Monthly Talking Point – July 2019

This months edition is provided by Colin Ferguson

A lot of my thinking this time has come from watching the 75th Anniversary remembrance of the D Day landings. No I wasn’t there, but as a child I knew about what was happening, (no television in those days, even the radio was a bit ropy). In the village everyone worked together especially during the harvest. Being only seven was no excuse. That was when I met the Germans, Richard in particular. He drove the lorry round collecting the potatoes that we picked. He would stop from time to time to help those who were struggling to finish their ‘bit’.

Richard was eighteen. He had been fifteen when an army officer had come to his school and told them they were in the army now. He was captured and sent to a camp in the Scottish countryside. We befriended Richard and my mother held his hand when we bombed Cologne that October. His family were there.

At Christmas time he was allowed to visit us on a Sunday afternoon just for a couple of hours. My great-aunt, with whom we lived at the time, had an old harmonium and I can still remember Richard singing Stille Nacht, and in my child’s mind I was confused. How could he be my enemy. I never saw him again as we moved and did not return until the war was over.

Not all my memories of the war were that good of course, but the memory of Richard has always stayed with me and though I sometimes despair at what people have done I have always looked with respect for the individual and that has stood me in good stead as I have been called to work within some dark places and with people who were lost and rejected both mentally and physically.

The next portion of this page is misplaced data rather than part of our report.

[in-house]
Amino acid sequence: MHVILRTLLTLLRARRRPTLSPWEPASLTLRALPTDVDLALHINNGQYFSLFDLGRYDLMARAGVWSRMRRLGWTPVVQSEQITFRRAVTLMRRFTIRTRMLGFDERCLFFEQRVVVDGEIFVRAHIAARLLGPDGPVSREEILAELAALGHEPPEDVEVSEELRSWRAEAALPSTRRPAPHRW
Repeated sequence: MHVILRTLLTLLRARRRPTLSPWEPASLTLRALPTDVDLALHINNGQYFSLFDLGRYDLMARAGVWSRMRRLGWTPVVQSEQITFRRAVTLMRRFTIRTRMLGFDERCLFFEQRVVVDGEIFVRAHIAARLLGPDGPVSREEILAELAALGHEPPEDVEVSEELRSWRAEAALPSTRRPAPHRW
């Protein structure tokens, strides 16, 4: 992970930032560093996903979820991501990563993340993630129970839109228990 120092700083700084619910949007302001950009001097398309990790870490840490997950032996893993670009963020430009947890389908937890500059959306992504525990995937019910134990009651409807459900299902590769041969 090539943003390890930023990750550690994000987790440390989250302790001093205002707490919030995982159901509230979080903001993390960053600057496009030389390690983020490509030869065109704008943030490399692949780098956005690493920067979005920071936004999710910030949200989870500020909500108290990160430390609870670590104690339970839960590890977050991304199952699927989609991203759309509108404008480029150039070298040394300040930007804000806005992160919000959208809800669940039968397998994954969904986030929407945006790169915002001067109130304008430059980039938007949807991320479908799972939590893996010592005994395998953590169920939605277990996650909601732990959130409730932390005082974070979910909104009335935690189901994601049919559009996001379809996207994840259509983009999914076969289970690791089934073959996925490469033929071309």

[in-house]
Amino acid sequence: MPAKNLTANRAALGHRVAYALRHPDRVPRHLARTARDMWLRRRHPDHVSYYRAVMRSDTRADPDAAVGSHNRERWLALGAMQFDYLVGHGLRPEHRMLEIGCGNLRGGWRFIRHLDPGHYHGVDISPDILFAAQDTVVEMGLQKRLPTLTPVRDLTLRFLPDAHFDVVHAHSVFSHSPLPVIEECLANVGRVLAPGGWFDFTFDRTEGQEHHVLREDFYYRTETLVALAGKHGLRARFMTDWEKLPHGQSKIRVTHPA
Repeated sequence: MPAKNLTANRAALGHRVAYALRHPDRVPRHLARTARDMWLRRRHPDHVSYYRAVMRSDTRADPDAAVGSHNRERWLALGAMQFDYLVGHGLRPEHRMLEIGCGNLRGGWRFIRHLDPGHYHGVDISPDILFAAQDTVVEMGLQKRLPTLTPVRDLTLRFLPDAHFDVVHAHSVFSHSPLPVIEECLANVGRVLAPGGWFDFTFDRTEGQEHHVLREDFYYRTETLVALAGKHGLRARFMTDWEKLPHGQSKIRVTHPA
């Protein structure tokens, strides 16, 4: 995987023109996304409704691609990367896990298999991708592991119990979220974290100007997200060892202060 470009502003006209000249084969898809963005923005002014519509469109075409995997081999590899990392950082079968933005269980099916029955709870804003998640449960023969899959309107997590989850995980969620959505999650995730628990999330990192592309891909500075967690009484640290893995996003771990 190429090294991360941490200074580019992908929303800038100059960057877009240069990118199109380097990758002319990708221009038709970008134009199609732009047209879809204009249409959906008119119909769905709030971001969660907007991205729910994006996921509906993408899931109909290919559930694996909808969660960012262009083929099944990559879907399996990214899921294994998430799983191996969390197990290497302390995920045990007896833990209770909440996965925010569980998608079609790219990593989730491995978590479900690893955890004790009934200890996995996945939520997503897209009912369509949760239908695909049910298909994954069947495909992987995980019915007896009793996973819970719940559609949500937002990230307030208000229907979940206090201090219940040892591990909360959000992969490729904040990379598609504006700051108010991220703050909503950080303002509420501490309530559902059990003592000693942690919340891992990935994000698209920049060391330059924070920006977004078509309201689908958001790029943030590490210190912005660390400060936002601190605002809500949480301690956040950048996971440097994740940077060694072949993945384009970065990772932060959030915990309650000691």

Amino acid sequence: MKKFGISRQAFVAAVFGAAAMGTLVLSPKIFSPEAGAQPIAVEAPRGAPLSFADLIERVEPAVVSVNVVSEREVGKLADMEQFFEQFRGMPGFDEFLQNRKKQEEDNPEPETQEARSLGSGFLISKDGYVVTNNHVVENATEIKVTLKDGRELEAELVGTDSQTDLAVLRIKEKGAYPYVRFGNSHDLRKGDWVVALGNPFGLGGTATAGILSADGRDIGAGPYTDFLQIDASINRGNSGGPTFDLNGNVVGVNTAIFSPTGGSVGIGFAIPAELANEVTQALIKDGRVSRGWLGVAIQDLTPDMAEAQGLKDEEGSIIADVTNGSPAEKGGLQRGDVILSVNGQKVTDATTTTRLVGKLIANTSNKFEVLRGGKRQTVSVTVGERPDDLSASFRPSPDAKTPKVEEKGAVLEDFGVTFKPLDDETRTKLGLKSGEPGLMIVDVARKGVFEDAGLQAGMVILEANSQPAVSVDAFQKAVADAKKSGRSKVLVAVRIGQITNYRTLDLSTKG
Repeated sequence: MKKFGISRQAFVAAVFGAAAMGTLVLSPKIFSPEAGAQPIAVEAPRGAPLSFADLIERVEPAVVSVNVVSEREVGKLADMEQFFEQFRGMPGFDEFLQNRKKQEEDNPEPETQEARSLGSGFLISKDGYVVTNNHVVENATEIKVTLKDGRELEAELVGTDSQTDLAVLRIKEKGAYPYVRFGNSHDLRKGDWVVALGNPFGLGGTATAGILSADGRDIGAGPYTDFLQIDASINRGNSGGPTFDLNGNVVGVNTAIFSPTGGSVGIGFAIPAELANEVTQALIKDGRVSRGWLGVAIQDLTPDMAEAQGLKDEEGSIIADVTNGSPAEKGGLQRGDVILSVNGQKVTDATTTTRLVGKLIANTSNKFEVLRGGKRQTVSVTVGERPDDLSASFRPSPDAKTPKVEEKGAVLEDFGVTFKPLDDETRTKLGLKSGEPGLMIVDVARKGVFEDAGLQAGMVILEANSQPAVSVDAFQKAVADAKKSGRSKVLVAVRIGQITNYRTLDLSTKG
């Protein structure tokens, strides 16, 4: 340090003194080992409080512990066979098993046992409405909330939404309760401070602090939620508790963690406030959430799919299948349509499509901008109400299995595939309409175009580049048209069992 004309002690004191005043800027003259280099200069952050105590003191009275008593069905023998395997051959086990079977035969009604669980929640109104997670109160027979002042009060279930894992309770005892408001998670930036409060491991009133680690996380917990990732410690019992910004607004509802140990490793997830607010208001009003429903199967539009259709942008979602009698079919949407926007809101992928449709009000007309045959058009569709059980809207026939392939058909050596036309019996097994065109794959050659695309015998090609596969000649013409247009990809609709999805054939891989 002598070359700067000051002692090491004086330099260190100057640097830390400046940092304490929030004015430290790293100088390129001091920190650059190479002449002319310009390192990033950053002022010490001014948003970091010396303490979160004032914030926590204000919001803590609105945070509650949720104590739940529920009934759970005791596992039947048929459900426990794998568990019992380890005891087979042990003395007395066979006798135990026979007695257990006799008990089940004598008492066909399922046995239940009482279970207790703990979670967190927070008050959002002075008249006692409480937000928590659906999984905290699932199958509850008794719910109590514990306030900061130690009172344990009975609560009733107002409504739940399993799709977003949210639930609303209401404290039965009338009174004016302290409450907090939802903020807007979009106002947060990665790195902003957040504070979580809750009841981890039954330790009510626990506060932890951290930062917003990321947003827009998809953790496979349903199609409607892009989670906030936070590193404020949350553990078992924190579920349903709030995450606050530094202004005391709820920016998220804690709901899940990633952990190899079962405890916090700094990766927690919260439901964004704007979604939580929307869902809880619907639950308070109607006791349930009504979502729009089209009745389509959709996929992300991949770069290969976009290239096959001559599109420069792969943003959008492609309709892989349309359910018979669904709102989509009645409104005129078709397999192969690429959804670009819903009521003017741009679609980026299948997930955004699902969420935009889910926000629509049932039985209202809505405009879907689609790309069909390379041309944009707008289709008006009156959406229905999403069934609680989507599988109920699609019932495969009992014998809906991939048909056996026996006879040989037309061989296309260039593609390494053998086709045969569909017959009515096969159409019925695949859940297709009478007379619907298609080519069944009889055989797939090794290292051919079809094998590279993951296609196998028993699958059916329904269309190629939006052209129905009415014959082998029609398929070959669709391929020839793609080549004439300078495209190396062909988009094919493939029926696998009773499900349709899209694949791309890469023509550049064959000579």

The people who make me angry are those who try to demean and damage other people as if that will make them superior in some way. Sadly, I find the increasing levels of hatred of people just because they are different quite alarming and so contrary to my belief in God’s love for all humankind. This was the attitude before the war, and brings with it a level of immorality which needs to be resisted just as much as it was eighty years ago.

The pack mentality is not just present in young gangs but in all groups that claim to know better than anyone else and have no respect for anyone else. It is only a short step from pride in being British to being xenophobic, racist, homophobic and all the other phobics which actually make us behave shamefully.

I believe in our right to be different. You do not have the right to despise anyone just because they are not the same as you, even your enemies. Call it respect, maybe even love.

Colin Ferguson

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